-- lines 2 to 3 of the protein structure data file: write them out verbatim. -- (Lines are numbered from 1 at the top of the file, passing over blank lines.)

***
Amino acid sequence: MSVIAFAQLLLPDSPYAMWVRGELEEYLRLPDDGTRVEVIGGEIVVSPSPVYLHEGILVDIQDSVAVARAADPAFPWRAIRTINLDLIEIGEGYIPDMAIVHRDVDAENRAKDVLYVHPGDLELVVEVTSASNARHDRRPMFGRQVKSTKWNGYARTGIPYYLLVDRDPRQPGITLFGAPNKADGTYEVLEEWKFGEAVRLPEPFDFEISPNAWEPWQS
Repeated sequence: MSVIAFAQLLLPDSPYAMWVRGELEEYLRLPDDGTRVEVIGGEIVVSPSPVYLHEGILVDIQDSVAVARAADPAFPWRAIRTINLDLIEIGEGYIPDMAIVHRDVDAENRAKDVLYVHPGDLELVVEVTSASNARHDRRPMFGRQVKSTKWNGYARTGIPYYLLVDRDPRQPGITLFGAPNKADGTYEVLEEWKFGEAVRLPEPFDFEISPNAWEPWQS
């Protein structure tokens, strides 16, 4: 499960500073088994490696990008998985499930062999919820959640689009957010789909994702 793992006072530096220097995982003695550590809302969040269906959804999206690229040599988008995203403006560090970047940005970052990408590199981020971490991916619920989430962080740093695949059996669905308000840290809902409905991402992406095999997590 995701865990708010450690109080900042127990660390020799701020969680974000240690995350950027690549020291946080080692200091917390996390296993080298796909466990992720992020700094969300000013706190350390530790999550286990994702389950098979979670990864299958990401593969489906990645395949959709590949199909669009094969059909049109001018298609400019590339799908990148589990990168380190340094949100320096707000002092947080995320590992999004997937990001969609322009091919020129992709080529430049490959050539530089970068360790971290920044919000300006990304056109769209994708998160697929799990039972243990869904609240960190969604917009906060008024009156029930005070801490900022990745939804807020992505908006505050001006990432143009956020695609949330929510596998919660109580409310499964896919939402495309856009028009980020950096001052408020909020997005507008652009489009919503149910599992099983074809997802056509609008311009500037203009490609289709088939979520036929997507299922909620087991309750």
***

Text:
Repeated sequence: MSVIAFAQLLLPDSPYAMWVRGELEEYLRLPDDGTRVEVIGGEIVVSPSPVYLHEGILVDIQDSVAVARAADPAFPWRAIRTINLDLIEIGEGYIPDMAIVHRDVDAENRAKDVLYVHPGDLELVVEVTSASNARHDRRPMFGRQVKSTKWNGYARTGIPYYLLVDRDPRQPGITLFGAPNKADGTYEVLEEWKFGEAVRLPEPFDFEISPNAWEPWQS
């Protein structure tokens, strides 16, 4: 499960500073088994490696990008998985499930062999919820959640689009957010789909994702 793992006072530096220097995982003695550590809302969040269906959804999206690229040599988008995203403006560090970047940005970052990408590199981020971490991916619920989430962080740093695949059996669905308000840290809902409905991402992406095999997590 995701865990708010450690109080900042127990660390020799701020969680974000240690995350950027690549020291946080080692200091917390996390296993080298796909466990992720992020700094969300000013706190350390530790999550286990994702389950098979979670990864299958990401593969489906990645395949959709590949199909669009094969059909049109001018298609400019590339799908990148589990990168380190340094949100320096707000002092947080995320590992999004997937990001969609322009091919020129992709080529430049490959050539530089970068360790971290920044919000300006990304056109769209994708998160697929799990039972243990869904609240960190969604917009906060008024009156029930005070801490900022990745939804807020992505908006505050001006990432143009956020695609949330929510596998919660109580409310499964896919939402495309856009028009980020950096001052408020909020997005507008652009489009919503149910599992099983074809997802056509609008311009500037203009490609289709088939979520036929997507299922909620087991309750």